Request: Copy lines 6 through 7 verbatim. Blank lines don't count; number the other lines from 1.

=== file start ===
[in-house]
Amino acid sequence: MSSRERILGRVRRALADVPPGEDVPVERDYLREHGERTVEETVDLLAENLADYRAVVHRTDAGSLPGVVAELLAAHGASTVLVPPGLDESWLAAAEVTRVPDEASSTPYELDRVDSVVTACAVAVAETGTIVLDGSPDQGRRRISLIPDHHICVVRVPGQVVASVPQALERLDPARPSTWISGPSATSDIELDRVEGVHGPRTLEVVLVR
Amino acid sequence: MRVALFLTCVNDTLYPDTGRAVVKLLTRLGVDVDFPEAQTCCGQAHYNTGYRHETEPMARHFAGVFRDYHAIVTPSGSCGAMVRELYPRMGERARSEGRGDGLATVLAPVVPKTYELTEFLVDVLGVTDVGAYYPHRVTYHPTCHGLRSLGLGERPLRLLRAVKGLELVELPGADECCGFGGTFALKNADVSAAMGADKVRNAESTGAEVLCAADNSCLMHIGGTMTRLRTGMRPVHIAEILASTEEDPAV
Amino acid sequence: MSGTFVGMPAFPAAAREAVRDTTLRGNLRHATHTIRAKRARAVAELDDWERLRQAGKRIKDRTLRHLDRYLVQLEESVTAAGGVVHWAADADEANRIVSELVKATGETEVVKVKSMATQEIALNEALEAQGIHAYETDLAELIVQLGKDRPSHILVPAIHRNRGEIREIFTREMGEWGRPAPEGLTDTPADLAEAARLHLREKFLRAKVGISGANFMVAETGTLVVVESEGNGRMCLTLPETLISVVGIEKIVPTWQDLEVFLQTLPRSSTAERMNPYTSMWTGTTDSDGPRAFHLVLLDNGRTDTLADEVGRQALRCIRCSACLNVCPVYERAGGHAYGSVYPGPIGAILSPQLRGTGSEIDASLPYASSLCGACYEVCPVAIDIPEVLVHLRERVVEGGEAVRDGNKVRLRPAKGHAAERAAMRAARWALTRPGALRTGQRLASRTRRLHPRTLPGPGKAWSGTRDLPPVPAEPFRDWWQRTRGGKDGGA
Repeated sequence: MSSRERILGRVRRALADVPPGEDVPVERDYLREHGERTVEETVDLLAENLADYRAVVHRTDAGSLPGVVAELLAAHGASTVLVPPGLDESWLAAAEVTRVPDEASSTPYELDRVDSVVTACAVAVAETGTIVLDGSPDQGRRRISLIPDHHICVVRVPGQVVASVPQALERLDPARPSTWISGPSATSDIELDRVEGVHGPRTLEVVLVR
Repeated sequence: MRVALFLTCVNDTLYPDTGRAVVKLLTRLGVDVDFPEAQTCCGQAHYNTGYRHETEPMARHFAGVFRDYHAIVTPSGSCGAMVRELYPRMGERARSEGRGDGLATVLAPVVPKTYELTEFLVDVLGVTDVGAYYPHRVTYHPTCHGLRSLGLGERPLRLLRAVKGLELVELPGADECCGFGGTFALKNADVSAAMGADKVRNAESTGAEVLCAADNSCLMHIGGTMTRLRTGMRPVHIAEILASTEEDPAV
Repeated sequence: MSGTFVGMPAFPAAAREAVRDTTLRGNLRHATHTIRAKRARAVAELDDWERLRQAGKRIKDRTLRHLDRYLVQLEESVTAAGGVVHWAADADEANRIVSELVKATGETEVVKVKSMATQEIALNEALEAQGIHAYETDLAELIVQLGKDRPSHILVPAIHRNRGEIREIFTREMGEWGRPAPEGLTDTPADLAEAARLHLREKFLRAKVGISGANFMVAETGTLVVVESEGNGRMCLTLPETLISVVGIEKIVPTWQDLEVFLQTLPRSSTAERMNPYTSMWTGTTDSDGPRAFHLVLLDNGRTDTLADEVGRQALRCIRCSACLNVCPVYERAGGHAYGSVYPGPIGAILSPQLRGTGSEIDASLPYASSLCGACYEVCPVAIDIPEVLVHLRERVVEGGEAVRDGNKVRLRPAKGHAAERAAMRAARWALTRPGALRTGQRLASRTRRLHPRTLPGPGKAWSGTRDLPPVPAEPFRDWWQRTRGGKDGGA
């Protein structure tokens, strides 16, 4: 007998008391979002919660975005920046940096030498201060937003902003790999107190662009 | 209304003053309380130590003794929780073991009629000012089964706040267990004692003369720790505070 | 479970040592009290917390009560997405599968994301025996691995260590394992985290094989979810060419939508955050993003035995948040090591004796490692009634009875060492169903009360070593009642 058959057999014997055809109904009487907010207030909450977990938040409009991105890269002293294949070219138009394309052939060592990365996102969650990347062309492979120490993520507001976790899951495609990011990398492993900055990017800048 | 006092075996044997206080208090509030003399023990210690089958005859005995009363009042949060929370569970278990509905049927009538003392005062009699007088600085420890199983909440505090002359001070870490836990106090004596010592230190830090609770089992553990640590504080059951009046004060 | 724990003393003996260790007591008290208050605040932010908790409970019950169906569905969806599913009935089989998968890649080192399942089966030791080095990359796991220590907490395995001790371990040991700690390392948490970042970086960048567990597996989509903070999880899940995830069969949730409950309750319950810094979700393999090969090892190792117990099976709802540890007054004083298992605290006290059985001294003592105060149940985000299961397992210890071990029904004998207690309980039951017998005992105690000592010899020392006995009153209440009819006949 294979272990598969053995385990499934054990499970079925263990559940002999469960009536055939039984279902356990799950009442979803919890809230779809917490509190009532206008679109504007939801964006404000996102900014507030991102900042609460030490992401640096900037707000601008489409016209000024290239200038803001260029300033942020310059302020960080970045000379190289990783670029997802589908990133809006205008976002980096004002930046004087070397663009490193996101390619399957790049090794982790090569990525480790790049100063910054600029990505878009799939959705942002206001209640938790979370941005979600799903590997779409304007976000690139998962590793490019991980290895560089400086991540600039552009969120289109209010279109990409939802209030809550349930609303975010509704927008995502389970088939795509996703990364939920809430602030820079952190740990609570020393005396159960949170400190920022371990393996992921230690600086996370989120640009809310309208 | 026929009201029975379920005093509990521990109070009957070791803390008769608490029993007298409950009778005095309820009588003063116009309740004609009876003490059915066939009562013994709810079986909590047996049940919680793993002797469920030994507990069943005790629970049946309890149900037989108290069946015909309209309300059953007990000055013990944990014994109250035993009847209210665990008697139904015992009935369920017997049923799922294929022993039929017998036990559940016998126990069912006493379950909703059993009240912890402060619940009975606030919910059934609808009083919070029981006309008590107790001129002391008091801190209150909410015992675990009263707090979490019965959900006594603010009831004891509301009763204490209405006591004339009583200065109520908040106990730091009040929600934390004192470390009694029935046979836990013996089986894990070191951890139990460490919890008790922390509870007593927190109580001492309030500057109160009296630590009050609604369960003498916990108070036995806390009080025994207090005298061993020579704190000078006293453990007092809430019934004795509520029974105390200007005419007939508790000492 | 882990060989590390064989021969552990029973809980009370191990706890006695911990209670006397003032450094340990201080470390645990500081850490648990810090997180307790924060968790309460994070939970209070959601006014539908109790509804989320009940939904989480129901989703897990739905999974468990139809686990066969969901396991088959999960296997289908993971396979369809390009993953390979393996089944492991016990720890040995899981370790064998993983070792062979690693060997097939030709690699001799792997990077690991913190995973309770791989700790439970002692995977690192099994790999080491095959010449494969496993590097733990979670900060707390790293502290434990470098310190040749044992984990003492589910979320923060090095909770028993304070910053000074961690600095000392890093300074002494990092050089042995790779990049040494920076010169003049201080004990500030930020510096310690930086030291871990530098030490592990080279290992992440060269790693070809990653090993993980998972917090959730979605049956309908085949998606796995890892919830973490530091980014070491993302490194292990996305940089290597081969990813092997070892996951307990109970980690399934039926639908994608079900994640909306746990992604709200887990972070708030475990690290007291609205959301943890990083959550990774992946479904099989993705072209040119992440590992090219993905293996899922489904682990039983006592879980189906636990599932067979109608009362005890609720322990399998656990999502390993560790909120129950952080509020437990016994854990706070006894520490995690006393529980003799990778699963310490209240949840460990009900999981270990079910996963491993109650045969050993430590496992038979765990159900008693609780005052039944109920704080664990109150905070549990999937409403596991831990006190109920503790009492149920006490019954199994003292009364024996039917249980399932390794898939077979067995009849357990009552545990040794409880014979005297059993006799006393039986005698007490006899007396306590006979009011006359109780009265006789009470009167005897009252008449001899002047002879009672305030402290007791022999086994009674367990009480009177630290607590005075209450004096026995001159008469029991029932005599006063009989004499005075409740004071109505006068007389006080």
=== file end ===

Repeated sequence: MRVALFLTCVNDTLYPDTGRAVVKLLTRLGVDVDFPEAQTCCGQAHYNTGYRHETEPMARHFAGVFRDYHAIVTPSGSCGAMVRELYPRMGERARSEGRGDGLATVLAPVVPKTYELTEFLVDVLGVTDVGAYYPHRVTYHPTCHGLRSLGLGERPLRLLRAVKGLELVELPGADECCGFGGTFALKNADVSAAMGADKVRNAESTGAEVLCAADNSCLMHIGGTMTRLRTGMRPVHIAEILASTEEDPAV
Repeated sequence: MSGTFVGMPAFPAAAREAVRDTTLRGNLRHATHTIRAKRARAVAELDDWERLRQAGKRIKDRTLRHLDRYLVQLEESVTAAGGVVHWAADADEANRIVSELVKATGETEVVKVKSMATQEIALNEALEAQGIHAYETDLAELIVQLGKDRPSHILVPAIHRNRGEIREIFTREMGEWGRPAPEGLTDTPADLAEAARLHLREKFLRAKVGISGANFMVAETGTLVVVESEGNGRMCLTLPETLISVVGIEKIVPTWQDLEVFLQTLPRSSTAERMNPYTSMWTGTTDSDGPRAFHLVLLDNGRTDTLADEVGRQALRCIRCSACLNVCPVYERAGGHAYGSVYPGPIGAILSPQLRGTGSEIDASLPYASSLCGACYEVCPVAIDIPEVLVHLRERVVEGGEAVRDGNKVRLRPAKGHAAERAAMRAARWALTRPGALRTGQRLASRTRRLHPRTLPGPGKAWSGTRDLPPVPAEPFRDWWQRTRGGKDGGA